I 100% support  what Livaet said about having alternative methods for mission/quest completion. Unfortunately, it doesn't seem to be very prevalent in the gaming worlds today. There are very few opportunities to do things in any way other than the most obvious. I'm sure there's good reason for this - the designers need to have some control over what we do and how we do it - but it's certainly an area for improvement.

I'm reminded of an example of this in City of Villains. There's a mission that requires you to take down two bosses, one Hero and one Archvillain. Clearly the intent was for the player to defeat both, in order, but it turned out that if you were careful, you could get them to attack one another. It was fairly tough to pull off, and you got less XP out of it in the end - but it was a nice alternative to the standard beatdown tactics. That loophole was closed pretty quickly by the developers, and it disappointed me, since it was one of the few times I've seen a real example of how different tactics could be used to complete mission goals.

Fri Jul 06 2007 3:22PM Report
Bopper writes:

You touched on some good points here. However I can imagine that implementing things like this would take a lot of development time and in the end the developers have a limited amount of resources they can commit to a game and a priority list of what they need done, so I can understand why there are so many "cookie-cutter" quests.

Now that I defended the developers somewhat, I do agree with you though :D I really liked the randomly generated missions in CoH and the fact that you could set the difficulty. It would be nice to see a mix of randomly generated quests/missions relating to instances along with more traditional quests.

The way in which they are presented could be changed, though. For example the way in which the level 1-20 gameplay experience was presented in Age of Conan, especially relating to the questing portion, was pretty great. This, however, takes a lot of development time, as you could see as soon as you left the "single-playe" portion of the game the quests went back to being the standard kind.

I would like to see quests that are longer and incorporate more of the lore and storyline of the game. Quests that make the player feel more involved. One good example of this are the Book quests in Lotro, which I personally enjoyed very much. Another similar example are the destiny quests in Age of Conan. Warhammer Online will also have similar long-term quests that look interesting.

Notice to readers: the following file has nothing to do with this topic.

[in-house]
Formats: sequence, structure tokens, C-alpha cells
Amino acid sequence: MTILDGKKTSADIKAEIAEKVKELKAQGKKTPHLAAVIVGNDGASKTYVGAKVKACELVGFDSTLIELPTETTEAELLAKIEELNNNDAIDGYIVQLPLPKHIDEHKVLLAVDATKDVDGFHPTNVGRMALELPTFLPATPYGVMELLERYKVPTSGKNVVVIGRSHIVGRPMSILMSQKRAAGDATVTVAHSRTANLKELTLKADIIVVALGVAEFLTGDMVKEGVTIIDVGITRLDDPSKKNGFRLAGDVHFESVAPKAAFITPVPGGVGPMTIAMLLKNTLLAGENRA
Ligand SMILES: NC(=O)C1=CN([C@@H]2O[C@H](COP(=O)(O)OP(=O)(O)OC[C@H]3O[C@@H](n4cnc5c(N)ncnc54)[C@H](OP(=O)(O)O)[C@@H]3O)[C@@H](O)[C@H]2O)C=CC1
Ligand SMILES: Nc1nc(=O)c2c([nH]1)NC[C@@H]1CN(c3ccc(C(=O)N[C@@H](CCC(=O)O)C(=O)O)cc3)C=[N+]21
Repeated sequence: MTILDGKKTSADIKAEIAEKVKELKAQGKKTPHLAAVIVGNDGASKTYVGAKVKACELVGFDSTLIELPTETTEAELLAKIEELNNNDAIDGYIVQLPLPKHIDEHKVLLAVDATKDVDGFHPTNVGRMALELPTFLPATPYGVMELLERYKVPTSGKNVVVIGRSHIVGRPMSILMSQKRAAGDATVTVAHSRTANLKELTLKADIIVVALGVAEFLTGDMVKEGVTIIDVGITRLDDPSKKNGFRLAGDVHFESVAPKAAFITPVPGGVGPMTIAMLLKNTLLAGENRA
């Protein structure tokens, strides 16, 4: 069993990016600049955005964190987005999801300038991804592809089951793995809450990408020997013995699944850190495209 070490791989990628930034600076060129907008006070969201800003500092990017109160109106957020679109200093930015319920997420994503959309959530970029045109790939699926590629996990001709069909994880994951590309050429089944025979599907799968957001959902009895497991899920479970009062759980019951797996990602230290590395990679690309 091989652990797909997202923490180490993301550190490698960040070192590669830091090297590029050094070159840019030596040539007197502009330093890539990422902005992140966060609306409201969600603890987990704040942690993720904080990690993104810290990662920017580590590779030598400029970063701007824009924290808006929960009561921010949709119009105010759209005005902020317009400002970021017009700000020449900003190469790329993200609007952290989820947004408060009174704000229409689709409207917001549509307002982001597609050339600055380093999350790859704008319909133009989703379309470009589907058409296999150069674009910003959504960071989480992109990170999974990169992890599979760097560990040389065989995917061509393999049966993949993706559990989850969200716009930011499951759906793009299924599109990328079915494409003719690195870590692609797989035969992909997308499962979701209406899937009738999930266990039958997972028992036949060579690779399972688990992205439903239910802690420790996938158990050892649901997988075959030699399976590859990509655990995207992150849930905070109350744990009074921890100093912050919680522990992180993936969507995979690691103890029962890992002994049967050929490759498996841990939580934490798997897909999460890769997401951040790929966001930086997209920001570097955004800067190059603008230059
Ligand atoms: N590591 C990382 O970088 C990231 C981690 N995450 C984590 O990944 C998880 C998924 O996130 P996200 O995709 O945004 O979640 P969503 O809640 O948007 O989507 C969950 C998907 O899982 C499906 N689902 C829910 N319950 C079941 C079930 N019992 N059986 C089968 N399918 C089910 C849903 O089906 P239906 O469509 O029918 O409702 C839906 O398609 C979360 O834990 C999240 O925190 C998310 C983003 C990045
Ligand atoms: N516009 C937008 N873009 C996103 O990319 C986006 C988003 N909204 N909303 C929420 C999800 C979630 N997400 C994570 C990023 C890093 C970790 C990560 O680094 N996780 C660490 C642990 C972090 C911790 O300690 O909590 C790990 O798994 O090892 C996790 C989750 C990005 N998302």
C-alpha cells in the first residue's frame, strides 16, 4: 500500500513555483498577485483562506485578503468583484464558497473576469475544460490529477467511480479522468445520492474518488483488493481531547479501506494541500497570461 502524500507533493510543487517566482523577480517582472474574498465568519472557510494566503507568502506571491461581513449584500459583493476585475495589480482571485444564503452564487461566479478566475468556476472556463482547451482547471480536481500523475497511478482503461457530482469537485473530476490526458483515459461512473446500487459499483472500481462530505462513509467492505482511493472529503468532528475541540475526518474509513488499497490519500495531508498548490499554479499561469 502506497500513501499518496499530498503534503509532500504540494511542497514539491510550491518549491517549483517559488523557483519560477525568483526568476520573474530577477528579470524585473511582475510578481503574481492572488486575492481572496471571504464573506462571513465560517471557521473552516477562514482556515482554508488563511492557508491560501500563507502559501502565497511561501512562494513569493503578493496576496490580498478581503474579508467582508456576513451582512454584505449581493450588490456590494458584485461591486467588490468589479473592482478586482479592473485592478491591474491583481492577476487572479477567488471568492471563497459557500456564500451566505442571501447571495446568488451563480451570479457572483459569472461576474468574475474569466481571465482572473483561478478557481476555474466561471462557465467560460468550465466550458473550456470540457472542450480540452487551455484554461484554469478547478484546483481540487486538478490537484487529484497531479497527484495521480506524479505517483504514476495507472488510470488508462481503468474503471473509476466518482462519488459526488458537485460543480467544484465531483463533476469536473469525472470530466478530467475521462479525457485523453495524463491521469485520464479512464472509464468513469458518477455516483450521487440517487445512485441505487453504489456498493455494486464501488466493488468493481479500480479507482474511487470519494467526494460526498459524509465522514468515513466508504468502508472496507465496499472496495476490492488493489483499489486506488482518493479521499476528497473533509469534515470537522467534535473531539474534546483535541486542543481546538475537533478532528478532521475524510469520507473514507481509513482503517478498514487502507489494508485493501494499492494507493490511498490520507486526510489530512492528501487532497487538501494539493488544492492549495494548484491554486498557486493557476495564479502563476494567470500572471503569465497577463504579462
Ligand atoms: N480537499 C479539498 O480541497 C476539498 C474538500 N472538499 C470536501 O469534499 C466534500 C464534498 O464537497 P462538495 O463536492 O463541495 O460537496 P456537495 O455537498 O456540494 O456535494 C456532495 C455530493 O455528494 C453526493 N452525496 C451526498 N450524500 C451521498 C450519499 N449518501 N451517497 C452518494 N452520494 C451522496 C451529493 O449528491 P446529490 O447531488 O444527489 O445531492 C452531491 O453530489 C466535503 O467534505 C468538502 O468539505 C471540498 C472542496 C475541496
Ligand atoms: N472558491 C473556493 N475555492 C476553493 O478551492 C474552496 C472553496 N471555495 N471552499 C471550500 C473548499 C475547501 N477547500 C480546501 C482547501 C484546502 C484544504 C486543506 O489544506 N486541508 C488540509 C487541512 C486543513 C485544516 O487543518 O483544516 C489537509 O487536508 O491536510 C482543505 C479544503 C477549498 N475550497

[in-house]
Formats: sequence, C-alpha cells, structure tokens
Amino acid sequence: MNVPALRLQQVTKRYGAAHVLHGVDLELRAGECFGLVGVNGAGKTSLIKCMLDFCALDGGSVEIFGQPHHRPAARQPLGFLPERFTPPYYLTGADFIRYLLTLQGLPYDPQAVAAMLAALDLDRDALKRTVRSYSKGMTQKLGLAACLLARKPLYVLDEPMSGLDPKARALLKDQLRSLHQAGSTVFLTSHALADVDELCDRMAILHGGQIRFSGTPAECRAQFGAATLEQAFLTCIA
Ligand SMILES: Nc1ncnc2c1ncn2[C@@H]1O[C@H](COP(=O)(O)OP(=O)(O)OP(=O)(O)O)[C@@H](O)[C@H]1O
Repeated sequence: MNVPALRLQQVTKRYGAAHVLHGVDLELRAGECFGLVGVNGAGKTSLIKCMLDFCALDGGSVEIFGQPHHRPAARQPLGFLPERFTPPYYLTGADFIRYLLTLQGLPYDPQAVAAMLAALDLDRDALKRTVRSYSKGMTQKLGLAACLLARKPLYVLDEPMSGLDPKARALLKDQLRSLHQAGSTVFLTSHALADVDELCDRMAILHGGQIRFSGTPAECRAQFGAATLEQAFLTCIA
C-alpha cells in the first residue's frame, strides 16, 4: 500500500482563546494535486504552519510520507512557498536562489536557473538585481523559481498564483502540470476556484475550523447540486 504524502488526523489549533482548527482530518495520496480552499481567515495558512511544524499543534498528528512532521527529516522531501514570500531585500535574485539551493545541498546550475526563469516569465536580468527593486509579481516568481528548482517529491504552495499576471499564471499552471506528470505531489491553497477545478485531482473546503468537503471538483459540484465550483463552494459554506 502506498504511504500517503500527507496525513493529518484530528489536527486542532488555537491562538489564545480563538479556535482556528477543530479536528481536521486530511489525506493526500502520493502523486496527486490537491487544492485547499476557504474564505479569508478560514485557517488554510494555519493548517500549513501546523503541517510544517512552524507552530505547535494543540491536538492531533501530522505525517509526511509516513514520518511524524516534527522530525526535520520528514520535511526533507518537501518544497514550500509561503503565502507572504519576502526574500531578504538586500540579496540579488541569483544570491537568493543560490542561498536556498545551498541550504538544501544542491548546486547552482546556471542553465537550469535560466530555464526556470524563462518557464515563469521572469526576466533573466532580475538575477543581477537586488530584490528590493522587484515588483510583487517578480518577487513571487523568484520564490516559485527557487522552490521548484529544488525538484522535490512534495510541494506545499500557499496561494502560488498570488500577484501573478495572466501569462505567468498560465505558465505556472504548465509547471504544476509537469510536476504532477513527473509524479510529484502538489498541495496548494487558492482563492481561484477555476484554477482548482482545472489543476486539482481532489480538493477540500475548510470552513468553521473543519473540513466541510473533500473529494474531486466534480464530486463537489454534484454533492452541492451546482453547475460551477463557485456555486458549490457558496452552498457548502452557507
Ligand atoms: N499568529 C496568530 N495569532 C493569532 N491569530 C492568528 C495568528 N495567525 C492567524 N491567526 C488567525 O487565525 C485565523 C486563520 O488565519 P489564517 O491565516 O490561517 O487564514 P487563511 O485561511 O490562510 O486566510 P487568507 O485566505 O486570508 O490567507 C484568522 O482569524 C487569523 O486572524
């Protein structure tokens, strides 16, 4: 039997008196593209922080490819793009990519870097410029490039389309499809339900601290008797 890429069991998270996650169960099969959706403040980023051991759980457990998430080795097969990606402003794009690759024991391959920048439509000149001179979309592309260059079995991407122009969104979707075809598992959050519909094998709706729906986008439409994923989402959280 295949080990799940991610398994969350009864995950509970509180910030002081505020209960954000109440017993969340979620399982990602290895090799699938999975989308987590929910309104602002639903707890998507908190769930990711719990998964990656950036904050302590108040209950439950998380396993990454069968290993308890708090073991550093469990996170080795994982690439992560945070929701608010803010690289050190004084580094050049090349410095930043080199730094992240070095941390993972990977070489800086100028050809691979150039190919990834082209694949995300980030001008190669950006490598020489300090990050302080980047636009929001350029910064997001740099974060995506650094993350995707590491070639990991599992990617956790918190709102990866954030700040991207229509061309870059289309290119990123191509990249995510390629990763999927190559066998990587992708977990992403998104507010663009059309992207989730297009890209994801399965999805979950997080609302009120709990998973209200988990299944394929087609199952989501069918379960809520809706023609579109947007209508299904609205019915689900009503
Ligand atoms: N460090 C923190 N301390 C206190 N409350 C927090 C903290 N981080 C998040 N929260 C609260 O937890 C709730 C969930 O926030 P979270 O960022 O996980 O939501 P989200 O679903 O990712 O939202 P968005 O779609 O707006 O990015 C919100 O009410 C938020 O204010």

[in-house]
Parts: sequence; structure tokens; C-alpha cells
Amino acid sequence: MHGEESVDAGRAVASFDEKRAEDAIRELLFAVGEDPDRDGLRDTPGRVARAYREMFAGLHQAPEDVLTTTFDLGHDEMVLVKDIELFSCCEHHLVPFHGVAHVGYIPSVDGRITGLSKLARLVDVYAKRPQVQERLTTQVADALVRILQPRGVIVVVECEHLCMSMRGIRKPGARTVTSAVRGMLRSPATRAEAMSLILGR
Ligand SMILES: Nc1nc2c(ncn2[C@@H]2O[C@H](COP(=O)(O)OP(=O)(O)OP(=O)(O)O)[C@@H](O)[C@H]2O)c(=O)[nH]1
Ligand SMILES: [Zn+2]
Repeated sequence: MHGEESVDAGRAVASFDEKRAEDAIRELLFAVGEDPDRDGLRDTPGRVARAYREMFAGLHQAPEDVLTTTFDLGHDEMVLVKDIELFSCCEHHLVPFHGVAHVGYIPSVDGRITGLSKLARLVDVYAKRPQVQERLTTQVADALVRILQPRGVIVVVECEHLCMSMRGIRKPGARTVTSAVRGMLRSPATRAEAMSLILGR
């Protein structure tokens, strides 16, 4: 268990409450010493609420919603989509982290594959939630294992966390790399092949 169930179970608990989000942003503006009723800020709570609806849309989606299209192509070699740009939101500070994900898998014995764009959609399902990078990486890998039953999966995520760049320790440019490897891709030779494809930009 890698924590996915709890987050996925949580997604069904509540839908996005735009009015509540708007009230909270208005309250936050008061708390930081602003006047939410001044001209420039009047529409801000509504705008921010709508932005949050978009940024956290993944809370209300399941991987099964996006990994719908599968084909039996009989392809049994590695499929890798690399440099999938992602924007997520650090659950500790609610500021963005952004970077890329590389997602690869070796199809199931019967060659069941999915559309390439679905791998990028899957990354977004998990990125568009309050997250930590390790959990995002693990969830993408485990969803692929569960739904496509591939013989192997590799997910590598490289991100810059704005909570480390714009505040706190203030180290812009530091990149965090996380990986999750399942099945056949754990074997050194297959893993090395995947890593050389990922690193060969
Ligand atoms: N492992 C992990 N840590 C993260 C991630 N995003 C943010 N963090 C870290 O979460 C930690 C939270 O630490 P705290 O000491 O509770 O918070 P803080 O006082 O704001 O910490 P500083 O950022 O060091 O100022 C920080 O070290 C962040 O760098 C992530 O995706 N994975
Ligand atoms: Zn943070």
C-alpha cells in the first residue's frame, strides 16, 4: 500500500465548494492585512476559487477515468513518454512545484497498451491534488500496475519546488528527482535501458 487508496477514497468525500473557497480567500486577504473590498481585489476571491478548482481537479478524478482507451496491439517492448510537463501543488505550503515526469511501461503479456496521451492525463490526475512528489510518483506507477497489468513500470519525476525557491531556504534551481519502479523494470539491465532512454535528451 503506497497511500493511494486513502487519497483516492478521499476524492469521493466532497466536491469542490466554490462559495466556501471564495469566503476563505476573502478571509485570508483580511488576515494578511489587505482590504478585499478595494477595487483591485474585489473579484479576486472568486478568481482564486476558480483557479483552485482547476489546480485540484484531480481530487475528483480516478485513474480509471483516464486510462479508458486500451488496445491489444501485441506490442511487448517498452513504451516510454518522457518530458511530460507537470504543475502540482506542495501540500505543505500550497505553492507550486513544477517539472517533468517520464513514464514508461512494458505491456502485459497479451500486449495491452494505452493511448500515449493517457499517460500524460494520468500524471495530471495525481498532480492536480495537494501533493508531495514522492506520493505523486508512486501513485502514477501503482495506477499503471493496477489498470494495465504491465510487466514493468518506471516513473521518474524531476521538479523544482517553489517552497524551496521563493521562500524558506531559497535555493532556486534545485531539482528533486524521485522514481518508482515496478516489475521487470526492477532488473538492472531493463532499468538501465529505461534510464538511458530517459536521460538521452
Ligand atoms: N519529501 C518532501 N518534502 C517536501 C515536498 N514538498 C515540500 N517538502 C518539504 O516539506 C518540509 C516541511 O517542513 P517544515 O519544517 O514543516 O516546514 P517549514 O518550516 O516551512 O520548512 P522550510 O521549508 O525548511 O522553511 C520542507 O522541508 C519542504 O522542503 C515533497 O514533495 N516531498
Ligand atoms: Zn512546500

I would also like to see more quests designed towards instances that can be completed in different difficulty levels, a one man version, a two/three man and a full group version, each with increasing difficulty level and rewards. This way you can basically re-use the same quest saving on development time and resources while still providing an incentive to do the same quest again but with more people.

Having quests that involve player choices is also a bit of a holy grail but also a little hard to pull off from a developer point of view. They had this in Tabula Rasa but it was more of a gimmick that just required you to click dialog choice a instead of b and resulted ina different reward and some different dialog as far as I know.

All in all I would like to see a little more instanced quests aimed at smaller groups, more "epic" quests that involved the player more over a period of time and maybe required the involvement of a guild (AQ40 scepter questline in WoW as an example), quests that require player choice and can be completed in different ways, as well as some "random" missions a la CoH to fill in the gaps.

I have seen some fun and inventive quests in WoW (the bombing runs, mini-games, group storyline quests) as well as in AoC and would like to see more of these in the future. Oh and more EQ2 collection quests, I loved those :D

Sat Aug 09 2008 7:43AM Report
cmagoun writes:

Bopper, I do realize that many of these ideas would be high on the development difficulty scale, though certainly less so than creating real emergent content. The actual narrative branching would be easy. The hard part would be 1. Creating the system to generate content on the fly (say if you needed to spawn a village being attacked, or a goblin camp) based on the quest branches and 2. dealing with the design consequences of such a system as in, how do you reconcile these quest branches with the generally static world of an MMO? But instancing is another discussion :)

Thanks for the comments... keep posting.

Mon Aug 11 2008 8:50AM Report
HumbleHobo writes: A static world demands that the content never change. Instancing is simply the only way to make dynamic content in a static world. That said, if you want dynamic content, you must have a dynamic world, and a content generator up to the task. No instnacing nessecary, and the world CHANGES for everyone. Development would be agonizing. Balance would be near impossible, but the mechanic would be superior to any MMO we've seen before. It all begins with a persistent, but NOT a permanent world. Thu Aug 14 2008 7:53PM Report
cmagoun writes:

Instancing is one answer of course... and I would be very happy if I saw some of this dynamic content in my CoX missions. The holy grail is the dynamic open world content like Hobo mentioned above.

I'm not sure we'll see this anytime in the foreseeable future because of the various coding and design issues that would appear... It is simply too much of a risk with very little potential payoff for most companies. More likely a few of the more established development houses will evolve some dynamic features into otherwise standard designs (take the idea of a "nemesis" in the upcoming CO, or some of the missions that are supposedly in Warhammer... I hope).

Thanks for the comments.

Mon Aug 18 2008 11:14AM Report